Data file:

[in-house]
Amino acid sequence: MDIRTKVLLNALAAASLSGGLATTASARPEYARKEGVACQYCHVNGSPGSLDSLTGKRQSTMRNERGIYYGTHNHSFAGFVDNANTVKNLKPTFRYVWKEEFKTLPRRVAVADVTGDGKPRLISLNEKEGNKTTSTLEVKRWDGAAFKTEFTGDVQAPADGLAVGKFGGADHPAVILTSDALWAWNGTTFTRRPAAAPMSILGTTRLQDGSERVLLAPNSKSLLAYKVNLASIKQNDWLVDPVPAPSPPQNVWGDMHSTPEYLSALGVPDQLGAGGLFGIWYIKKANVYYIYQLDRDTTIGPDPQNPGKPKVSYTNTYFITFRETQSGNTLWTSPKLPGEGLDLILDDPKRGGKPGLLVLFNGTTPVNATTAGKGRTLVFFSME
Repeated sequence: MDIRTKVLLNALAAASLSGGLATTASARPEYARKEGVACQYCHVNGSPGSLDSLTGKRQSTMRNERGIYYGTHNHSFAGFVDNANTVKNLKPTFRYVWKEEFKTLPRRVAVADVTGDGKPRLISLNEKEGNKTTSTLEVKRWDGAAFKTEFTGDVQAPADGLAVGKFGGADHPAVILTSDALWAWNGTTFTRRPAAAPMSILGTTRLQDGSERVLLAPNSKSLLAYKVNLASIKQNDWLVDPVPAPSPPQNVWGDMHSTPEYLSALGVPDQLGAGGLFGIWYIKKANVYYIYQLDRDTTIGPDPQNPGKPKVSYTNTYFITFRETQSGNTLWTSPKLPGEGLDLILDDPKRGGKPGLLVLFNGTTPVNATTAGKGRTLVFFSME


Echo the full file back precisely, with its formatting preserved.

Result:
[in-house]
Amino acid sequence: MDIRTKVLLNALAAASLSGGLATTASARPEYARKEGVACQYCHVNGSPGSLDSLTGKRQSTMRNERGIYYGTHNHSFAGFVDNANTVKNLKPTFRYVWKEEFKTLPRRVAVADVTGDGKPRLISLNEKEGNKTTSTLEVKRWDGAAFKTEFTGDVQAPADGLAVGKFGGADHPAVILTSDALWAWNGTTFTRRPAAAPMSILGTTRLQDGSERVLLAPNSKSLLAYKVNLASIKQNDWLVDPVPAPSPPQNVWGDMHSTPEYLSALGVPDQLGAGGLFGIWYIKKANVYYIYQLDRDTTIGPDPQNPGKPKVSYTNTYFITFRETQSGNTLWTSPKLPGEGLDLILDDPKRGGKPGLLVLFNGTTPVNATTAGKGRTLVFFSME
Repeated sequence: MDIRTKVLLNALAAASLSGGLATTASARPEYARKEGVACQYCHVNGSPGSLDSLTGKRQSTMRNERGIYYGTHNHSFAGFVDNANTVKNLKPTFRYVWKEEFKTLPRRVAVADVTGDGKPRLISLNEKEGNKTTSTLEVKRWDGAAFKTEFTGDVQAPADGLAVGKFGGADHPAVILTSDALWAWNGTTFTRRPAAAPMSILGTTRLQDGSERVLLAPNSKSLLAYKVNLASIKQNDWLVDPVPAPSPPQNVWGDMHSTPEYLSALGVPDQLGAGGLFGIWYIKKANVYYIYQLDRDTTIGPDPQNPGKPKVSYTNTYFITFRETQSGNTLWTSPKLPGEGLDLILDDPKRGGKPGLLVLFNGTTPVNATTAGKGRTLVFFSME